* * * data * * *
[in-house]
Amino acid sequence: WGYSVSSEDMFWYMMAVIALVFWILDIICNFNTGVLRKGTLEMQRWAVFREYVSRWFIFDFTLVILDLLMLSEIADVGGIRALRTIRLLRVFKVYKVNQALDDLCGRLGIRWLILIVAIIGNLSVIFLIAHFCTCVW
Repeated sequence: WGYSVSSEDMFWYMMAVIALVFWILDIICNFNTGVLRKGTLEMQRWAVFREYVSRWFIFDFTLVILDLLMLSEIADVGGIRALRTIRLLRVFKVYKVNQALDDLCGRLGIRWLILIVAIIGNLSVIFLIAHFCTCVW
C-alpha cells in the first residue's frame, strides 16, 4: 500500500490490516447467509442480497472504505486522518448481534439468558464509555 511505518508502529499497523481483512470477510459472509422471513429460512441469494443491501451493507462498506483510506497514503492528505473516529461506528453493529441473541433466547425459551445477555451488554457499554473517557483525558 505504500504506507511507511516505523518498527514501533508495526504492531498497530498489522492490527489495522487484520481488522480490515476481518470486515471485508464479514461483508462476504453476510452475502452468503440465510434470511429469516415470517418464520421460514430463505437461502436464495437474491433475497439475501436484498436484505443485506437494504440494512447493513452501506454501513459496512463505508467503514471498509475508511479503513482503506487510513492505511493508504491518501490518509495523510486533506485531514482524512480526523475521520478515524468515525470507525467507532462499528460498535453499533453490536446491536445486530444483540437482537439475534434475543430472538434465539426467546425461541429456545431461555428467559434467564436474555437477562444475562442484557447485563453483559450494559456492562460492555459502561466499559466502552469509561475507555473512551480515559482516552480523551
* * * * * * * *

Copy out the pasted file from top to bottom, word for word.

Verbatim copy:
[in-house]
Amino acid sequence: WGYSVSSEDMFWYMMAVIALVFWILDIICNFNTGVLRKGTLEMQRWAVFREYVSRWFIFDFTLVILDLLMLSEIADVGGIRALRTIRLLRVFKVYKVNQALDDLCGRLGIRWLILIVAIIGNLSVIFLIAHFCTCVW
Repeated sequence: WGYSVSSEDMFWYMMAVIALVFWILDIICNFNTGVLRKGTLEMQRWAVFREYVSRWFIFDFTLVILDLLMLSEIADVGGIRALRTIRLLRVFKVYKVNQALDDLCGRLGIRWLILIVAIIGNLSVIFLIAHFCTCVW
C-alpha cells in the first residue's frame, strides 16, 4: 500500500490490516447467509442480497472504505486522518448481534439468558464509555 511505518508502529499497523481483512470477510459472509422471513429460512441469494443491501451493507462498506483510506497514503492528505473516529461506528453493529441473541433466547425459551445477555451488554457499554473517557483525558 505504500504506507511507511516505523518498527514501533508495526504492531498497530498489522492490527489495522487484520481488522480490515476481518470486515471485508464479514461483508462476504453476510452475502452468503440465510434470511429469516415470517418464520421460514430463505437461502436464495437474491433475497439475501436484498436484505443485506437494504440494512447493513452501506454501513459496512463505508467503514471498509475508511479503513482503506487510513492505511493508504491518501490518509495523510486533506485531514482524512480526523475521520478515524468515525470507525467507532462499528460498535453499533453490536446491536445486530444483540437482537439475534434475543430472538434465539426467546425461541429456545431461555428467559434467564436474555437477562444475562442484557447485563453483559450494559456492562460492555459502561466499559466502552469509561475507555473512551480515559482516552480523551